Minutes from the latest meeting of Federal Reserve officials show officials are more confident of sustained economic growth. They raised their estimate for gross domestic product (GDP) growth to 2.7% from…
By Brian Barker
The yield on the 10-year U.S. Treasury note drifted lower. The yield hovers around 2.8%. Mortgage rates dipped to their lowest level in two months. This all occurred last week.
It shouldn’t have occurred. The headline news points to Treasury yields and mortgage rates moving to higher ground.
Minutes from the latest meeting of Federal Reserve officials show officials are more confident of sustained economic growth. They raised their estimate for gross domestic product (GDP) growth to 2.7% from 2.5% for 2018. The same officials are also confident that consumer-price inflation will adhere to their 2%-annual- increase target.
As for consumer-price inflation, Fed officials have had their confidence fortified. The Consumer Price Index (CPI) for March showed a 2.4% year-over-year increase in the total component.
The “core” CPI, which excludes food and energy, increased 2.1% year over year. This is the highest reading for both measures in the past 12 months.
Market watchers responded to the news by pricing a greater likelihood that the Fed will increase the federal funds rate (a key overnight lending rate) four times by the end of the year.
Traders in fed-funds-rate future contracts still offer the best odds on three increases, but the odds for four are on the rise.
News on the budget deficit would also suggest interest rates should be higher. The U.S. budget deficit will surpass $1 trillion by 2020, two years sooner than previously estimated, according to the Congressional Budget Office.
Higher budget deficits require more Treasury securities. High yields would appear to be on offer to entice investors to buy the increased supply.
The uptick in GDP growth expectations and measured inflation, coupled with a deteriorating fiscal outlook, all portend a higher interest-rate regime. For now, though, the regime continues to maintain the status quo. We have mitigating factors.
Treasury securities are still desired havens. Geopolitical risk is on the rise due to the heightened risk of a trade war with China and the heightened risk of a real war with Russia regarding Syria.
As for the fiscal deficit, the profusion of Treasury securities required to fund the deficit has been historically benign to interest rates.
Analysis by financial historian Paul Schmelzing, a history professor at Harvard, finds that deficits have little influence in setting bond yields. The data in Schmelzing’s analysis date to the 13th century.
The fact that interest rates in general and mortgage rates in particular, have held their ground when confronted with a slew of pro-rising-rate news points to mortgage rates holding the immediate ground.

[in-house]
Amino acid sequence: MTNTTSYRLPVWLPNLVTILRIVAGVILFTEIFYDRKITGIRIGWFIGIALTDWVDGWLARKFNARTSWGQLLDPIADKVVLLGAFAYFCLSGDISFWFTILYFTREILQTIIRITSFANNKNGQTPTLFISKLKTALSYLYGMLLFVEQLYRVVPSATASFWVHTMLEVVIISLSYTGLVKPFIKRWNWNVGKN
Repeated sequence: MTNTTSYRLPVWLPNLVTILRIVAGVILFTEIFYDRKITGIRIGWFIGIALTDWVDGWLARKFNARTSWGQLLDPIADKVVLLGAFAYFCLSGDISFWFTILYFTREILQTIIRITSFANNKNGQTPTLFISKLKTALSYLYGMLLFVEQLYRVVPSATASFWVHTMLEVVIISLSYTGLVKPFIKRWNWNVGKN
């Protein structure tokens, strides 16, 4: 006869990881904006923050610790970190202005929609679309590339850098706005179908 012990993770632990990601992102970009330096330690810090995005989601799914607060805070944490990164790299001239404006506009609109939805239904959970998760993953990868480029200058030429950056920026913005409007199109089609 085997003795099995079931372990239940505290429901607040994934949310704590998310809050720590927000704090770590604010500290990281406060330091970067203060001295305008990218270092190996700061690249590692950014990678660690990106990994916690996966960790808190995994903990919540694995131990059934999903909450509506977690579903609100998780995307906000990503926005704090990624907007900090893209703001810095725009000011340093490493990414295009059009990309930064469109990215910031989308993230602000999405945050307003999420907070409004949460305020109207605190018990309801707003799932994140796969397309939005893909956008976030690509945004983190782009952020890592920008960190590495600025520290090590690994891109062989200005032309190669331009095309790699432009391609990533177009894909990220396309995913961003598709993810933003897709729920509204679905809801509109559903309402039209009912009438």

If the time-frame is short, it might be worthwhile to float on a mortgage. Over a longer term, though, not so much. The impetus is still for rates to rise over time.
Do You Know the Way to (or Out of) San Jose?
“Otherworldly” is the best descriptor: Zillow reports that the typical home in San Jose and nearby burgs gains $50 in equity every day. Similar appreciation rates can be found in Seattle and nearby Vancouver.
How long can it last?
Mark Perry, finance and economics professor at the University of Michigan, has unearthed some enlightening data. Perry examined U-Haul rental rates. He found that a 26-foot U-Haul truck costs $132 to rent for a move from Las Vegas to San Jose. A rental on the same truck in the other direction costs $1,990.
U-Haul prices were similar for moves to and from San Jose and Phoenix. Perry found similar prices for moves to and from other bay-area cities and other Southwest desert cities.
The implication is that more people are leaving the bay area of California than arriving. Given home prices appreciating 50 bucks a day, it’s easy enough to understand the trend. We also infer that most of the U-Haul renters headed to the desert are aged 30 and under.
We could be wrong and home prices in the hottest regions could continue to compound at an annual price comparable to that of a well-apportioned Kia Soul. We are talking about many homes with starting with prices denoted in millions of dollars, after all.
But if we’ve learned anything over past 10 years, the hottest markets can leave the deepest burns. Deep burns occur most frequently when market participants are oblivious to the risks of otherworldly price trends.